The ‘cosy’ car journey gave us a chance to get to know each other and a little more about Julian and his team before we arrived at Jacob’s Ridge itself to find the gates closed. “Ah, looks like the horses have got out again,” said Julian before opening the main gates and driving us up to the main house to meet the others. I soon found out that escapees are pretty much the norm at the Ridge with either pigs, donkeys or horses finding clever ways out of their enclosures and into the house or tents.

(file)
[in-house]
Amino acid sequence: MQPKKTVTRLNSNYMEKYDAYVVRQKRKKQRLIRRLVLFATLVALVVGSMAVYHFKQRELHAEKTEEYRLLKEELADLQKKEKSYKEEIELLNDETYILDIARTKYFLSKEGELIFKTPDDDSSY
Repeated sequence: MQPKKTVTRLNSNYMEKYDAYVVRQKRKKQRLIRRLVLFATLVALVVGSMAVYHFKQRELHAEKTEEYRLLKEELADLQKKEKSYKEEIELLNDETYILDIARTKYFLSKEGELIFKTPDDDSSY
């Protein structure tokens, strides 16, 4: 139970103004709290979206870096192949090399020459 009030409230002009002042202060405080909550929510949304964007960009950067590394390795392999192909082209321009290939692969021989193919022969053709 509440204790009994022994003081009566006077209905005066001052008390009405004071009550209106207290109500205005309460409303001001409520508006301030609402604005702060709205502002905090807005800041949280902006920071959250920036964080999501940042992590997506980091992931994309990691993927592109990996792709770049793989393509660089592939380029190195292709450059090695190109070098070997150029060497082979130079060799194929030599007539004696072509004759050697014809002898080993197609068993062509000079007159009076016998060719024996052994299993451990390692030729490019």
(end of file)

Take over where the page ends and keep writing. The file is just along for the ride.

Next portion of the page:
Jacob’s Ridge animal sanctuary, the official name for what has charmingly also become known as Pig Village, made its home at a beautiful rustic Finca, a type of agricultural estate or ranch, near the town of Mula. In addition to swathes of land in which the rescued animals roam Jacob’s Ridge centres around the main house which acts as both home to Julian and his team and as the volunteer hub. It is here that volunteers meet to chat in the morning and help themselves to toast, muesli, cornflakes or leftover grub from the night before. Perhaps more importantly, it is here where volunteers can use the one toilet/shower room. Surprisingly, this really wasn’t a big issue even with twelve of us sharing it as we all seemed very conscious of others’ ‘needs’ and quickly mastered the five minute shower technique. Most importantly, for me anyway, the volunteer hub was where we could charge our phones and get the elusive Wi-Fi signal. Phew. Crisis averted! For a while there I had thought that I would have to wait until I got back to England to share my pictures with the rest of Facebookland!